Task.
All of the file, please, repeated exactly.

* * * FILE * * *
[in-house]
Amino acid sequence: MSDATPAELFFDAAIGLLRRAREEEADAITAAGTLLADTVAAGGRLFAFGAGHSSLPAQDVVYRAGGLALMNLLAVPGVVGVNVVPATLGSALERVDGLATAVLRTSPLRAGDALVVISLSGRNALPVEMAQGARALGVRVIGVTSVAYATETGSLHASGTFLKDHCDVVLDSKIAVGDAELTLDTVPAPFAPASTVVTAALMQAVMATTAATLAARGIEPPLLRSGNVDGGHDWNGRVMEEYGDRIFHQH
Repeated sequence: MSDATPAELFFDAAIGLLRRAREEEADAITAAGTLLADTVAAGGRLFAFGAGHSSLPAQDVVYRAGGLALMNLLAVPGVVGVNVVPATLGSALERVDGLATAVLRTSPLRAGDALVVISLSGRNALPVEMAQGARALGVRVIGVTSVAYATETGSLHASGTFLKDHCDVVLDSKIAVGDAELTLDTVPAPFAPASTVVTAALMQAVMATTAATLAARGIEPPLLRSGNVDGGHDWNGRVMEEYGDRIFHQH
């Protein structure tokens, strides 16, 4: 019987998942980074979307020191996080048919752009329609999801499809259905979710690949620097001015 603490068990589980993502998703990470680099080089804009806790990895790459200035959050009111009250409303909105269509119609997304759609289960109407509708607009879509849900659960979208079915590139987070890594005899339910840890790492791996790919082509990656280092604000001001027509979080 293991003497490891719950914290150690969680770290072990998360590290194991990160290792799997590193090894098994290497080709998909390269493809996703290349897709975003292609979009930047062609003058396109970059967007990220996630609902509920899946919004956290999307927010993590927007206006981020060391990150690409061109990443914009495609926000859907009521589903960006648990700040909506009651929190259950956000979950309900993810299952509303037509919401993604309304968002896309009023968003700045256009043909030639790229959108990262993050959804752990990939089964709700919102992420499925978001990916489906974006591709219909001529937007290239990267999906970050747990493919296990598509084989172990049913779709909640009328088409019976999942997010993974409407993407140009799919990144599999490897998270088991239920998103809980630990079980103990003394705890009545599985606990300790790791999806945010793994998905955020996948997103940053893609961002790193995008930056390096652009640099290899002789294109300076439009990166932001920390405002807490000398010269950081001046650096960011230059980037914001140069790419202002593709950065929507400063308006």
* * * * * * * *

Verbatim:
[in-house]
Amino acid sequence: MSDATPAELFFDAAIGLLRRAREEEADAITAAGTLLADTVAAGGRLFAFGAGHSSLPAQDVVYRAGGLALMNLLAVPGVVGVNVVPATLGSALERVDGLATAVLRTSPLRAGDALVVISLSGRNALPVEMAQGARALGVRVIGVTSVAYATETGSLHASGTFLKDHCDVVLDSKIAVGDAELTLDTVPAPFAPASTVVTAALMQAVMATTAATLAARGIEPPLLRSGNVDGGHDWNGRVMEEYGDRIFHQH
Repeated sequence: MSDATPAELFFDAAIGLLRRAREEEADAITAAGTLLADTVAAGGRLFAFGAGHSSLPAQDVVYRAGGLALMNLLAVPGVVGVNVVPATLGSALERVDGLATAVLRTSPLRAGDALVVISLSGRNALPVEMAQGARALGVRVIGVTSVAYATETGSLHASGTFLKDHCDVVLDSKIAVGDAELTLDTVPAPFAPASTVVTAALMQAVMATTAATLAARGIEPPLLRSGNVDGGHDWNGRVMEEYGDRIFHQH
């Protein structure tokens, strides 16, 4: 019987998942980074979307020191996080048919752009329609999801499809259905979710690949620097001015 603490068990589980993502998703990470680099080089804009806790990895790459200035959050009111009250409303909105269509119609997304759609289960109407509708607009879509849900659960979208079915590139987070890594005899339910840890790492791996790919082509990656280092604000001001027509979080 293991003497490891719950914290150690969680770290072990998360590290194991990160290792799997590193090894098994290497080709998909390269493809996703290349897709975003292609979009930047062609003058396109970059967007990220996630609902509920899946919004956290999307927010993590927007206006981020060391990150690409061109990443914009495609926000859907009521589903960006648990700040909506009651929190259950956000979950309900993810299952509303037509919401993604309304968002896309009023968003700045256009043909030639790229959108990262993050959804752990990939089964709700919102992420499925978001990916489906974006591709219909001529937007290239990267999906970050747990493919296990598509084989172990049913779709909640009328088409019976999942997010993974409407993407140009799919990144599999490897998270088991239920998103809980630990079980103990003394705890009545599985606990300790790791999806945010793994998905955020996948997103940053893609961002790193995008930056390096652009640099290899002789294109300076439009990166932001920390405002807490000398010269950081001046650096960011230059980037914001140069790419202002593709950065929507400063308006």